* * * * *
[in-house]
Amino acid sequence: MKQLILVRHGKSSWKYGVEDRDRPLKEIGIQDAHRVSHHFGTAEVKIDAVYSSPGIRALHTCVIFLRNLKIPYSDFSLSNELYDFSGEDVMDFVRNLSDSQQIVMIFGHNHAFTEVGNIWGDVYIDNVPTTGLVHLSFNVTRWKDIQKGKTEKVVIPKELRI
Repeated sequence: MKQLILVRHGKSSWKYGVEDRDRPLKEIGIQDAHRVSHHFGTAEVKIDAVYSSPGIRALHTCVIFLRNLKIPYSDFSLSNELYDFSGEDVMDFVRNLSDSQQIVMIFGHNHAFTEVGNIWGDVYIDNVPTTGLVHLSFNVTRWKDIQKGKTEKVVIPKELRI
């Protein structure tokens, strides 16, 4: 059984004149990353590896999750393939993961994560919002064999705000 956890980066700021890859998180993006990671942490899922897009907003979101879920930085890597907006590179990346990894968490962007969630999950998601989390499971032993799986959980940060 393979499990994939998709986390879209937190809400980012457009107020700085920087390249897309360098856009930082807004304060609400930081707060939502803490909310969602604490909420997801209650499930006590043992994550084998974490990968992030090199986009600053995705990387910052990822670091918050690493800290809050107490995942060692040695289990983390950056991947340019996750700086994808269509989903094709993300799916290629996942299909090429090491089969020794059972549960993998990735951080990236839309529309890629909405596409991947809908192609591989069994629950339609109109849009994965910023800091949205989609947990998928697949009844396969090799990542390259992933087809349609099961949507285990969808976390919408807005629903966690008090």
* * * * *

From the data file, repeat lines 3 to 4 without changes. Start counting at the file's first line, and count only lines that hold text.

Repeated sequence: MKQLILVRHGKSSWKYGVEDRDRPLKEIGIQDAHRVSHHFGTAEVKIDAVYSSPGIRALHTCVIFLRNLKIPYSDFSLSNELYDFSGEDVMDFVRNLSDSQQIVMIFGHNHAFTEVGNIWGDVYIDNVPTTGLVHLSFNVTRWKDIQKGKTEKVVIPKELRI
């Protein structure tokens, strides 16, 4: 059984004149990353590896999750393939993961994560919002064999705000 956890980066700021890859998180993006990671942490899922897009907003979101879920930085890597907006590179990346990894968490962007969630999950998601989390499971032993799986959980940060 393979499990994939998709986390879209937190809400980012457009107020700085920087390249897309360098856009930082807004304060609400930081707060939502803490909310969602604490909420997801209650499930006590043992994550084998974490990968992030090199986009600053995705990387910052990822670091918050690493800290809050107490995942060692040695289990983390950056991947340019996750700086994808269509989903094709993300799916290629996942299909090429090491089969020794059972549960993998990735951080990236839309529309890629909405596409991947809908192609591989069994629950339609109109849009994965910023800091949205989609947990998928697949009844396969090799990542390259992933087809349609099961949507285990969808976390919408807005629903966690008090």